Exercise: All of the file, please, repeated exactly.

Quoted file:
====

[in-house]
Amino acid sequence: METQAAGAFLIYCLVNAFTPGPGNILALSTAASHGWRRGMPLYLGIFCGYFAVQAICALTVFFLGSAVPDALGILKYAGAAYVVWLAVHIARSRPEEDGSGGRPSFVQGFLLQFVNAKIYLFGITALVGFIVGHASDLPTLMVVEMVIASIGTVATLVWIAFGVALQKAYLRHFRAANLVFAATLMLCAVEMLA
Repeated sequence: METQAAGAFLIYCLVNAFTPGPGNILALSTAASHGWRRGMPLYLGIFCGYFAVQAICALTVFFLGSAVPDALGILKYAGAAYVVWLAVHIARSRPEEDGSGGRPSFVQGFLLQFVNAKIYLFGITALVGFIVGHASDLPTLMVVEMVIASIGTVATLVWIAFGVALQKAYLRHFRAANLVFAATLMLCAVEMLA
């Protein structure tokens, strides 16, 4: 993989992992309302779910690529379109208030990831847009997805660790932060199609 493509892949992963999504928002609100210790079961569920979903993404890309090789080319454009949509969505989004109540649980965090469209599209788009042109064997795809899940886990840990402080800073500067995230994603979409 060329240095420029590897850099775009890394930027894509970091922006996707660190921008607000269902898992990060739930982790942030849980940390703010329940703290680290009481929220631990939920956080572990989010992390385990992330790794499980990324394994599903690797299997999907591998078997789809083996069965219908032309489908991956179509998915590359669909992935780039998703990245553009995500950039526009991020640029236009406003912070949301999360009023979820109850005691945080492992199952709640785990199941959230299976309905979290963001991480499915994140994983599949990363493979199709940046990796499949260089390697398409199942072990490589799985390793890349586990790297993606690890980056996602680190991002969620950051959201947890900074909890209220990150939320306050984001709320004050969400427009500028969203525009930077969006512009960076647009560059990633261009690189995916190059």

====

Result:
[in-house]
Amino acid sequence: METQAAGAFLIYCLVNAFTPGPGNILALSTAASHGWRRGMPLYLGIFCGYFAVQAICALTVFFLGSAVPDALGILKYAGAAYVVWLAVHIARSRPEEDGSGGRPSFVQGFLLQFVNAKIYLFGITALVGFIVGHASDLPTLMVVEMVIASIGTVATLVWIAFGVALQKAYLRHFRAANLVFAATLMLCAVEMLA
Repeated sequence: METQAAGAFLIYCLVNAFTPGPGNILALSTAASHGWRRGMPLYLGIFCGYFAVQAICALTVFFLGSAVPDALGILKYAGAAYVVWLAVHIARSRPEEDGSGGRPSFVQGFLLQFVNAKIYLFGITALVGFIVGHASDLPTLMVVEMVIASIGTVATLVWIAFGVALQKAYLRHFRAANLVFAATLMLCAVEMLA
């Protein structure tokens, strides 16, 4: 993989992992309302779910690529379109208030990831847009997805660790932060199609 493509892949992963999504928002609100210790079961569920979903993404890309090789080319454009949509969505989004109540649980965090469209599209788009042109064997795809899940886990840990402080800073500067995230994603979409 060329240095420029590897850099775009890394930027894509970091922006996707660190921008607000269902898992990060739930982790942030849980940390703010329940703290680290009481929220631990939920956080572990989010992390385990992330790794499980990324394994599903690797299997999907591998078997789809083996069965219908032309489908991956179509998915590359669909992935780039998703990245553009995500950039526009991020640029236009406003912070949301999360009023979820109850005691945080492992199952709640785990199941959230299976309905979290963001991480499915994140994983599949990363493979199709940046990796499949260089390697398409199942072990490589799985390793890349586990790297993606690890980056996602680190991002969620950051959201947890900074909890209220990150939320306050984001709320004050969400427009500028969203525009930077969006512009960076647009560059990633261009690189995916190059």